January 4, 1954
Appeal, No. 128, March T., 1953, from order of Court of Common Pleas of Greene County, Sept. T., 1947, No. 42, in case of Gussie V. Herod et al. v. Albert Luxner. Order affirmed; reargument refused January 13, 1954.
Hugh G. Montgomery, with him Thompson & Baily, W. Robert Thompson, J. B. F. Rinehart and Montgomery & Montgomery, for appellants.
John I. Hook, Jr., with him Scott & Hook, for appellee.
Before Stern, C.j., Stearne, Jones, Bell, Chidsey, Musmanno and Arnold, JJ.
[ 375 Pa. Page 574]
OPINION BY MR. JUSTICE JONES
This appeal is from an order awarding a new trial in an action of assumpsit. The plaintiffs, as the lessors in a written lease for the strip-mining of a certain vein of coal underlying two tracts of land in Greene County, sued to recover royalties allegedly owing by the lessee under the terms of the lease.
The question of law which the appellants raise depends for its answer on the construction to be placed upon the lease with particular reference to a monthly minimum tonnage clause whereby the lessee obligated himself "to mine and pay for a minimum tonnage of five thousand tons in each calendar month for first cut [i.e., a stripping swath along a dimension of the operation], three thousand tons for the second cut [adjacent to the first cut], and all remaining cuts [thereafter], payable monthly,... any coal mined in any month, in excess of said amount" to be credited in favor of the lessee on the next succeeding month or months. The lessee agreed to pay to the lessors as royalty 25 for each net ton of 2000 pounds of marketable coal mined and removed from the leased premises during the term of the lease which ran for a fixed period of eighteen months. In connection with the royalty so fixed, the lease further provided that,
[ 375 Pa. Page 575]
in the event the current market price of coal of the kind and quality mined from the premises should exceed three dollars per ton, the lessors should receive, in addition to the 25 per ton royalty, an additional royalty equivalent to ten per cent of the excess price over three dollars a ton at which the coal was marketed.
Upon the execution and delivery of the lease, the lessee at once entered upon the tract which the lease required him to strip-mine first, but, after four months operation, he abandoned the project and removed his equipment, claiming that it was impractical to stripmine the coal on account of the rock formation, which condition, if present, exonerated him, according to the lease, from his obligation to mine the coal. Shortly thereafter the plaintiffs instituted the action here involved and claimed, as royalties owing by the lessee, the sum of $11,935.49, with interest, upon the allegation that the defendant was obligated to mine a minimum of 58,000 tons of coal during the term of the lease.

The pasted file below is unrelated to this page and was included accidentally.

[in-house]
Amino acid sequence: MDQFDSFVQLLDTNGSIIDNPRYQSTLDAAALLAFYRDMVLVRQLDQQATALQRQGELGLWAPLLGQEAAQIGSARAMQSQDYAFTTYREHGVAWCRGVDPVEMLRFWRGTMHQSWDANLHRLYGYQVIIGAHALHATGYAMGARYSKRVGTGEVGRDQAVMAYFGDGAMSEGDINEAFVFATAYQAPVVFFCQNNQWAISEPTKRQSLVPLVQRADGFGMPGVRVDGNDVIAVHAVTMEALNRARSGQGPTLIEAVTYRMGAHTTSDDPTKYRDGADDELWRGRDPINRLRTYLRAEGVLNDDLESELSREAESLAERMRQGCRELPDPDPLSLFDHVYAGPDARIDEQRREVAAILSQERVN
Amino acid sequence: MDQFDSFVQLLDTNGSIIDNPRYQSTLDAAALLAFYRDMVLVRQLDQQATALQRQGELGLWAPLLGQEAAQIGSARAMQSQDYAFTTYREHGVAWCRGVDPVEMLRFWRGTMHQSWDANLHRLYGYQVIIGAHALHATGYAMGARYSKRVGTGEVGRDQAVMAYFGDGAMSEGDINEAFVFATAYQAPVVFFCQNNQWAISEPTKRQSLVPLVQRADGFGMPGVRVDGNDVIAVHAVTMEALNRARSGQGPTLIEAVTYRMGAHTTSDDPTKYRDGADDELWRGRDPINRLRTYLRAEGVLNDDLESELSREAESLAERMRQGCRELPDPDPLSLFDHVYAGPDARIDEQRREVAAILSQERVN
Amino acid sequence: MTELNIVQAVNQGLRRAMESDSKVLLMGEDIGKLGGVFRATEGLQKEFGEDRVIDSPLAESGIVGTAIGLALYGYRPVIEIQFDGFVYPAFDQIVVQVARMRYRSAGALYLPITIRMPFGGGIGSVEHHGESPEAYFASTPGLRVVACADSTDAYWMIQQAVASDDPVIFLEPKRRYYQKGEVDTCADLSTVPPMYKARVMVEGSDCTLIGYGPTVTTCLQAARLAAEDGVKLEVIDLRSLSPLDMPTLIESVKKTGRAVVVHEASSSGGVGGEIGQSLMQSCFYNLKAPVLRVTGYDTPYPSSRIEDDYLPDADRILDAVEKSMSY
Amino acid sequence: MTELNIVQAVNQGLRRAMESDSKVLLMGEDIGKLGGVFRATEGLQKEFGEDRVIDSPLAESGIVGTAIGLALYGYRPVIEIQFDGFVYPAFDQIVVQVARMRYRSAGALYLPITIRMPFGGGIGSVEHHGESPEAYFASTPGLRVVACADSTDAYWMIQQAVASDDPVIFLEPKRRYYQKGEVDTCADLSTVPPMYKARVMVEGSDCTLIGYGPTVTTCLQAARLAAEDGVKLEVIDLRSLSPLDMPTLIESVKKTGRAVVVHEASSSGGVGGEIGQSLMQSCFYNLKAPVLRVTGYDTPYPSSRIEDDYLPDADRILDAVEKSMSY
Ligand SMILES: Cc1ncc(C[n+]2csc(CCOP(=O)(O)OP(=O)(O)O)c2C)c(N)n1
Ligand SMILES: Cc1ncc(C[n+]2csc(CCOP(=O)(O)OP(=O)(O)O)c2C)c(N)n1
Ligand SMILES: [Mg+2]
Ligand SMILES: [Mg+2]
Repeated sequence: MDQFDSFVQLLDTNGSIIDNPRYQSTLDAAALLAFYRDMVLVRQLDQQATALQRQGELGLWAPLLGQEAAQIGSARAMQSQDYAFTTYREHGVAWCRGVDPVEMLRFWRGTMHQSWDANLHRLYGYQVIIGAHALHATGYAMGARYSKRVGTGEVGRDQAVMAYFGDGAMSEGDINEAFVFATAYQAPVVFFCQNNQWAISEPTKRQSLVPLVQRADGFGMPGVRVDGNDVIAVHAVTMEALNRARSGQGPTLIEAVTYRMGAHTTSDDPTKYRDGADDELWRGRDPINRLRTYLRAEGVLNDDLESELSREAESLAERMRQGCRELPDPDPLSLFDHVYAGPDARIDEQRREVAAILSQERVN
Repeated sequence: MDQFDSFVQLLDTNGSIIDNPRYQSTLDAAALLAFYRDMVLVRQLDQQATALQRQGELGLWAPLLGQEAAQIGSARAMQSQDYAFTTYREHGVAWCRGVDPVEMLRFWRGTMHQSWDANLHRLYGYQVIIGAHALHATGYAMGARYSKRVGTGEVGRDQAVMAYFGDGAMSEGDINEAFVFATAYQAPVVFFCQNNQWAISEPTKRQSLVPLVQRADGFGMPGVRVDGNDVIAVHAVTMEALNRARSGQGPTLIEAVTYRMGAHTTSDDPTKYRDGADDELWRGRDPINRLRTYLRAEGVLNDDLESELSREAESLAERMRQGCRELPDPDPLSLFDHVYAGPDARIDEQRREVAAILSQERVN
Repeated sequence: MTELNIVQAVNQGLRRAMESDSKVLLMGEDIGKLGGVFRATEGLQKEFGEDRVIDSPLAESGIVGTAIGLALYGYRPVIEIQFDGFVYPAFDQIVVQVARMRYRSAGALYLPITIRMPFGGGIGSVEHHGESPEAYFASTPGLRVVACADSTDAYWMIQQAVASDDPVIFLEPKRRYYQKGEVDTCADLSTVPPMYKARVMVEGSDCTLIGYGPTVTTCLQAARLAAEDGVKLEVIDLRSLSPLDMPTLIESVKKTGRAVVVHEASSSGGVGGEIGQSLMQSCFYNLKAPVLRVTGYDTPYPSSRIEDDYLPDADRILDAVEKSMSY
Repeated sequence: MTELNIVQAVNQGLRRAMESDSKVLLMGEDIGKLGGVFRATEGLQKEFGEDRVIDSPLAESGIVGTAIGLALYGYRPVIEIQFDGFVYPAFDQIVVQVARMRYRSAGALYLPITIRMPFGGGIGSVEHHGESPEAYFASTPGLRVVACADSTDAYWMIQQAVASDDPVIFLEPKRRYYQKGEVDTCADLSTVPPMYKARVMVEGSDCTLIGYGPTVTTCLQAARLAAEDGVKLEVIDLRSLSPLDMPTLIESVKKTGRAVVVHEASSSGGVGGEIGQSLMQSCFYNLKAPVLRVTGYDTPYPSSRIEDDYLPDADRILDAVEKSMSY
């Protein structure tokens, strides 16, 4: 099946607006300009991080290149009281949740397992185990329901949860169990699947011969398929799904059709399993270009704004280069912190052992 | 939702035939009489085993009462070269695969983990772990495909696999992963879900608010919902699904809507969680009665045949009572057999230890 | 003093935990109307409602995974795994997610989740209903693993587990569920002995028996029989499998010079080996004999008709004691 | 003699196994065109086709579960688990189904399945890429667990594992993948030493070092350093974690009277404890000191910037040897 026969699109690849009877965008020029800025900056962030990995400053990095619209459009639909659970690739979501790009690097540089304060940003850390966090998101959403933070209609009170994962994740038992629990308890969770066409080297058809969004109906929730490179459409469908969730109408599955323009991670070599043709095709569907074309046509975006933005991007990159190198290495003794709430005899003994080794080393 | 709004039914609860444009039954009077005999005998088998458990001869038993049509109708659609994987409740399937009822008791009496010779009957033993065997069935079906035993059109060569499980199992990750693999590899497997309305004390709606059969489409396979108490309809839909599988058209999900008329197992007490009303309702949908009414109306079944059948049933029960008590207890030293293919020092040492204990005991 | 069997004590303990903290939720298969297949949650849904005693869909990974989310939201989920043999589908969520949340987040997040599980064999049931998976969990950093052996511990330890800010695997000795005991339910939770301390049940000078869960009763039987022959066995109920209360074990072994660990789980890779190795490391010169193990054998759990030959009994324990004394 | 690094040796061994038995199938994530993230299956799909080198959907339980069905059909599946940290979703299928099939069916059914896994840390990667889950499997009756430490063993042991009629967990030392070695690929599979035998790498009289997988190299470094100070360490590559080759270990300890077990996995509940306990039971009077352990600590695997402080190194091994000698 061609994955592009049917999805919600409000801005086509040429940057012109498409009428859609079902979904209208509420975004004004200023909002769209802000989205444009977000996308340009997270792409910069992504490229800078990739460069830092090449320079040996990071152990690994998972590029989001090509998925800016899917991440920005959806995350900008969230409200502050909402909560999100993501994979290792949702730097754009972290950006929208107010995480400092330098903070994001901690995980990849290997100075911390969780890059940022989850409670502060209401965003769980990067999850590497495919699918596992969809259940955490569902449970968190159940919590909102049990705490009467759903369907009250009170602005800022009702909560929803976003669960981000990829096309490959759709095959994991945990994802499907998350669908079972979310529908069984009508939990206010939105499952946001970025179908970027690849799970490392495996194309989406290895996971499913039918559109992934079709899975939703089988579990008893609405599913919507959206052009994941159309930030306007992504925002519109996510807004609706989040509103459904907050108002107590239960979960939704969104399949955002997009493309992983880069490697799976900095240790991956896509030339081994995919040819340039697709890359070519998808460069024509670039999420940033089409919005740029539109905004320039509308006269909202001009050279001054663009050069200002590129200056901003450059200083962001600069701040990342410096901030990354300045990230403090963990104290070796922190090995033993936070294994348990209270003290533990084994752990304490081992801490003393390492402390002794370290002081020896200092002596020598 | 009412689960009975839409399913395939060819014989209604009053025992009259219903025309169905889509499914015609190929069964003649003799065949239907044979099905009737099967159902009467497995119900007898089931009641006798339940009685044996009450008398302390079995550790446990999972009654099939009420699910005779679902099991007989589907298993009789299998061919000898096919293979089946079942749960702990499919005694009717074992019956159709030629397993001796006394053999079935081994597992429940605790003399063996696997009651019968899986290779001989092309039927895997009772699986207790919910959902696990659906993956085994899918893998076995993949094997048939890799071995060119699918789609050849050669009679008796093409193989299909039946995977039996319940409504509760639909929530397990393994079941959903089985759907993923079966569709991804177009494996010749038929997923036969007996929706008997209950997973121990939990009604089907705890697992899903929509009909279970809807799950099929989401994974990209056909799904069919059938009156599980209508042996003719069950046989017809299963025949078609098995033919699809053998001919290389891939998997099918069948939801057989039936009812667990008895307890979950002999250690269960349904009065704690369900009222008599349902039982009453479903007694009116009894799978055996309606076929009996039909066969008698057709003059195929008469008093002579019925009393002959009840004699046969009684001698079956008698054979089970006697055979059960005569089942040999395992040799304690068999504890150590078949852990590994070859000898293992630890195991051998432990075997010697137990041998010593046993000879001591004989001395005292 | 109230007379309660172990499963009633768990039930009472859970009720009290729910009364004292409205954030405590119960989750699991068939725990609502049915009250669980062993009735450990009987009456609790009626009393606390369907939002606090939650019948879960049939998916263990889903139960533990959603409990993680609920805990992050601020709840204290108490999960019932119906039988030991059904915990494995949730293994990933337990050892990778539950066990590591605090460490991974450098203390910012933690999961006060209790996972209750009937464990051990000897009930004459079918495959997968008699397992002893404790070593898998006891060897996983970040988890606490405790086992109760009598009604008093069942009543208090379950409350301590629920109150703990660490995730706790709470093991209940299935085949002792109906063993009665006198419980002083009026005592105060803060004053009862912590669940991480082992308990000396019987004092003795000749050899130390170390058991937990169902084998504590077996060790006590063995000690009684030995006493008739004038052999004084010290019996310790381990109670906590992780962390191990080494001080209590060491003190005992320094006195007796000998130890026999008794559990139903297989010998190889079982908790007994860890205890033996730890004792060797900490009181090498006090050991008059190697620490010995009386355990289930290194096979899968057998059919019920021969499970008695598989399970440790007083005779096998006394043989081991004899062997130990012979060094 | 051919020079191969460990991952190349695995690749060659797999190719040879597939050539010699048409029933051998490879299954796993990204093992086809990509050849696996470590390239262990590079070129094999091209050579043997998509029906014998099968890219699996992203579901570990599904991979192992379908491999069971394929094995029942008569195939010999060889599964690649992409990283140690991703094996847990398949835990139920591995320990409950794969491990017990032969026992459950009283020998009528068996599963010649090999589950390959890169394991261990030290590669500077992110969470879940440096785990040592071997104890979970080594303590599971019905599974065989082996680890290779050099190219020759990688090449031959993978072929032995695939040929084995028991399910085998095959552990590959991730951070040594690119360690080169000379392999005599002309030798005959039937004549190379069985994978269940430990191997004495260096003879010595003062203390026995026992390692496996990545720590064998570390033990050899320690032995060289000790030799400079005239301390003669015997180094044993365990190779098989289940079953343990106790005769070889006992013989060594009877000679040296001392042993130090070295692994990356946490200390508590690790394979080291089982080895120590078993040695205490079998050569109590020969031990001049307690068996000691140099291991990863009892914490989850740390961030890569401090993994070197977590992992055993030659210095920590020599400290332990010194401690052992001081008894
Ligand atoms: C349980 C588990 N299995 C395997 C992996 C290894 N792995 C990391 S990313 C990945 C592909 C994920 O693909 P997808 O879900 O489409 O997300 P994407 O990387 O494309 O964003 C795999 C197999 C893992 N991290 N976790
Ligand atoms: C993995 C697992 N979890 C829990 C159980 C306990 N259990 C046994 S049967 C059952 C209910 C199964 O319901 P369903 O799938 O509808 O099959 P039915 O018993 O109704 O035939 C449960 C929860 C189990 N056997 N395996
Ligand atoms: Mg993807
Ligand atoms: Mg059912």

A few months later, but still within the term of the lease, the plaintiffs, in order to mitigate the damages (see Taber v. Porter-Gildersleeve Co., Inc., 271 Pa. 245, 247, 114 A. 773; and Auer v. Penn, 99 Pa. 370, 375-376), orally re-let to another strip-mining operator at a royalty of 27 1/2 per ton the tract which the defendant was not to strip-mine until the designated first tract had been stripped. When the successor operator had finished stripping the "second" tract, he orally agreed with the plaintiffs to strip-mine the balance of the "first" tract, upon which the defendant had worked, for a royalty of 15 a ton although like coal was then marketing at $4.45 per ton. The apparent reason for this this very low royalty was because of the difficulty and and added heavy expense of
[ 375 Pa. Page 576]
strip-mining that particular tract due to the rock formation of its overburden.
When the stripping of both tracts had been completed, the plaintiffs amended their complaint and claimed damages in the sum of $13,131.13, with interest as before, upon the allegation that there were 72,000 tons of coal in the two tracts which the defendant could have mined, and was obligated so to do, in addition to the 10,258 tons which he had actually mined and for which he had paid the plaintiffs the royalties due. To both the original and amended complaints, the defendant answered, denying any liability to the plaintiffs because of the release afforded by the lease in the event the existing rock formation rendered impracticable the stripping of the coal.